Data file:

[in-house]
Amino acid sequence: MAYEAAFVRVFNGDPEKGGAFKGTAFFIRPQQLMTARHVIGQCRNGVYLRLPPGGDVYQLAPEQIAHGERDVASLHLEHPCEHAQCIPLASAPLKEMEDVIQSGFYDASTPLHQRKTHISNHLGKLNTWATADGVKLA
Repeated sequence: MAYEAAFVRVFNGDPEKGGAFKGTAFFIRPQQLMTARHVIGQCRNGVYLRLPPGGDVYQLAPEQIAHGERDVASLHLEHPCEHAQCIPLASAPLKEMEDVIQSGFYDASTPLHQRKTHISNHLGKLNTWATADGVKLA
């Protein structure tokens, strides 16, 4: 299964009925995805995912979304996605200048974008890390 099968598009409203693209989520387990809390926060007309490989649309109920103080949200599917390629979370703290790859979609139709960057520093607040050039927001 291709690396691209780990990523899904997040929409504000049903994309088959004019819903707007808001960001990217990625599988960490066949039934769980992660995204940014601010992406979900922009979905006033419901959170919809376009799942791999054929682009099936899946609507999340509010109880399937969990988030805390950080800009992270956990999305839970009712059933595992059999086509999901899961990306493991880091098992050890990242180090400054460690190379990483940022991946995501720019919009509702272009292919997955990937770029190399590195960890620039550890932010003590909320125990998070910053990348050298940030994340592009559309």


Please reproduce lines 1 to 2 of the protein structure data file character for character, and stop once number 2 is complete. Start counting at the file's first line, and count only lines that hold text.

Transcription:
[in-house]
Amino acid sequence: MAYEAAFVRVFNGDPEKGGAFKGTAFFIRPQQLMTARHVIGQCRNGVYLRLPPGGDVYQLAPEQIAHGERDVASLHLEHPCEHAQCIPLASAPLKEMEDVIQSGFYDASTPLHQRKTHISNHLGKLNTWATADGVKLA